Who: The Grumbleweeds
What: Goodbye (Adieu Mein Kleiner Gardeoffizier) (b/w "You'll Never Get The Chance Again")
Label: Major Minor
Where: Wood Street Market, Walthamstow, London
I think I'm almost certainly correct in saying that this is the first time a song has featured more than once on "Left and to the Back". "Goodbye" was first featured in the form of a YouTube clip for Lieutenant Pigeon almost exactly two years ago, and at that time I must admit that I had no idea whatsoever that The Grumbleweeds had chanced their arm with the very same ditty in 1967. It's astonishing what you discover when you're rifling through the record store remainder bins.
Whilst their name may not be familiar to many overseas readers, and they certainly never managed a hit single even in the UK, The Grumbleweeds are one of the very few light entertainment club acts of the sixties to carve a career for themselves which has survived to this very day. Beginning their efforts in 1962 and finally going professional after reaching out to the public via the New Faces television programme in 1967, they have since produced award winning radio programmes for the BBC, and in the seventies and eighties even had their own television shows. Their original intention in 1962 had been to break through as a serious act - however, a natural inclination towards tomfoolery amongst the band led to them becoming more widely known as a comedy troupe. As a result of this, they are probably one the best-known flop sixties bands of all-time in Britain, if we're using chart positions as the correct definition of a "flop artist".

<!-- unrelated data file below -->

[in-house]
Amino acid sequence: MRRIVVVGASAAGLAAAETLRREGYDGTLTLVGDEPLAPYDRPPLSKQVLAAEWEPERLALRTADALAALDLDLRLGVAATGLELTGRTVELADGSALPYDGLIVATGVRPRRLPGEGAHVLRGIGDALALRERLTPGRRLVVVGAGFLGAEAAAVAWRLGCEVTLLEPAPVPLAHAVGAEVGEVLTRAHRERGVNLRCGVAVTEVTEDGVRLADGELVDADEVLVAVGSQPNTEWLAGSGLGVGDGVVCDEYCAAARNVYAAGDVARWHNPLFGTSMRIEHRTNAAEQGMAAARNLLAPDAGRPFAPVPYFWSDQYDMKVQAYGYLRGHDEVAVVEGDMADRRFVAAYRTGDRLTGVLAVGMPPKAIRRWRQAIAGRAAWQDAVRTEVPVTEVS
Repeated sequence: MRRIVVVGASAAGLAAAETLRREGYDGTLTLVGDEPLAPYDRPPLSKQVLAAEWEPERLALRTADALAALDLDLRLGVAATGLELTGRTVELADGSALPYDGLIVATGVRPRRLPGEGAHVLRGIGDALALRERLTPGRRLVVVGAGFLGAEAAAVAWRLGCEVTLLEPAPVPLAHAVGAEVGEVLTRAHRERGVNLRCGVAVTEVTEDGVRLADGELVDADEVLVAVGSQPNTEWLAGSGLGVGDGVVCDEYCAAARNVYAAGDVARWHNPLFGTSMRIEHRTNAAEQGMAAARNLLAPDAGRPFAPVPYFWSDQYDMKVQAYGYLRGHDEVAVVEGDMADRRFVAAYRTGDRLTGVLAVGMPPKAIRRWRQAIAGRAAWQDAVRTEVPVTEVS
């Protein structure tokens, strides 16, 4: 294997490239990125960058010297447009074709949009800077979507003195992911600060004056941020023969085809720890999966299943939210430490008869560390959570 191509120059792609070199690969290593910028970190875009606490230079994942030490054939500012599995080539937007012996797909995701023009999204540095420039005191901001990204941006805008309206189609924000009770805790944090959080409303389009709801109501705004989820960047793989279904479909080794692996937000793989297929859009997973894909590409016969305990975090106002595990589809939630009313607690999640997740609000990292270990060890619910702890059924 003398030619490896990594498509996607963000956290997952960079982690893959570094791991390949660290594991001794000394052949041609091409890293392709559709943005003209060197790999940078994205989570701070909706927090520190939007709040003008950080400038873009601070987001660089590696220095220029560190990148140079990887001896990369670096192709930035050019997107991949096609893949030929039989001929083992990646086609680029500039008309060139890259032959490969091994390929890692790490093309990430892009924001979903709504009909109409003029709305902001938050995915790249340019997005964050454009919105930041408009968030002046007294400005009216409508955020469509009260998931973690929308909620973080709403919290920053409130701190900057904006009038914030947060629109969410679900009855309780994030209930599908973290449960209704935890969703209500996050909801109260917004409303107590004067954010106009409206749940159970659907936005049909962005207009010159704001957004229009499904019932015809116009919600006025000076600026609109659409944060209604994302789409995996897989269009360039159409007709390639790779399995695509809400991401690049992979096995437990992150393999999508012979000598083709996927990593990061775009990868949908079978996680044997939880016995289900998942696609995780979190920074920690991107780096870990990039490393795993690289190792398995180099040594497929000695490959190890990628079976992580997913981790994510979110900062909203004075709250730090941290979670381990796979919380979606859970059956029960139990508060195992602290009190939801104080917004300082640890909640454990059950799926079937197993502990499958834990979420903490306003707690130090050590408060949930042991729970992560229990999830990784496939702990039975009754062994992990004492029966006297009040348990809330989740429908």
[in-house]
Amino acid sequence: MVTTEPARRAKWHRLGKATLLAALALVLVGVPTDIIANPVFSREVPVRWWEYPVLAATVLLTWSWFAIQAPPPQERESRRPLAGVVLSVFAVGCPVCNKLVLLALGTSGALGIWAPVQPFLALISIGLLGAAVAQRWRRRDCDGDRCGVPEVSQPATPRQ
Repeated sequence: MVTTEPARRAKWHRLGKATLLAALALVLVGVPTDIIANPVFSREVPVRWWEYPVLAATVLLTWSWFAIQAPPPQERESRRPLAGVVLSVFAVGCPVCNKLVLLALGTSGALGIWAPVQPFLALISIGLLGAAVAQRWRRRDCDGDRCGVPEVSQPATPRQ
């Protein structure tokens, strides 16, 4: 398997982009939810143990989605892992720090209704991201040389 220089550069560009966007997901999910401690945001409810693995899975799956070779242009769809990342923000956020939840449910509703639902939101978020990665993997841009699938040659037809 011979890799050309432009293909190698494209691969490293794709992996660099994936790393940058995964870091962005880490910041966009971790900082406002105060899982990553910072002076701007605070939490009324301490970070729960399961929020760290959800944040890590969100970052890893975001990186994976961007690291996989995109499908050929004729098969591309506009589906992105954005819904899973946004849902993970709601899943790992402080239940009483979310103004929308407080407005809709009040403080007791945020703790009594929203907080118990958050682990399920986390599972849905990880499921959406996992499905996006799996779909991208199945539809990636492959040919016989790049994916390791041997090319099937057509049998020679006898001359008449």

Perhaps inevitably - as this honour surely falls upon almost all sixties acts eventually - some of The Grumbleweeds earliest "serious" recordings have now become somewhat desirable amongst collectors, with one such example "(Hey Babe) Follow Me" being given a slot on the compilation "The Electric Asylum Volume 3 - Rare British Acid Freakrock" (no, I'm not making this up). Their album "In A Teknikolor Dream" (recorded with Alan Hawkshaw) is also something of a desirable item.
Whilst it would give me nothing but immense pleasure to announce that The Grumbleweeds were actually an unfairly maligned act who were writing ignored classic songs behind everyone's backs, the truth is rather more dull. Their output was usually, at best, pleasant beat pop fare. The version of "Goodbye" here is bouncy enough, and no more or less enjoyable than a lot of material Dave Dee, Dozy, Beaky, Mick and Tich issued during the same period, but it should be immediately apparent to anyone who investigates their serious work that they made the right choice by becoming professional clowns instead. Certainly, it's extremely unlikely they'd have had a five decade long professional career by continually issuing material like this.
Still, the album and their earliest singles aren't without their online fans, and the interest in their non-comedy work has probably never been higher than at present. For my money, though, Lieutenant Pigeon win the "Goodbye" World Cup with their version of this song. But then The Pigeon very rarely lose any musical battles.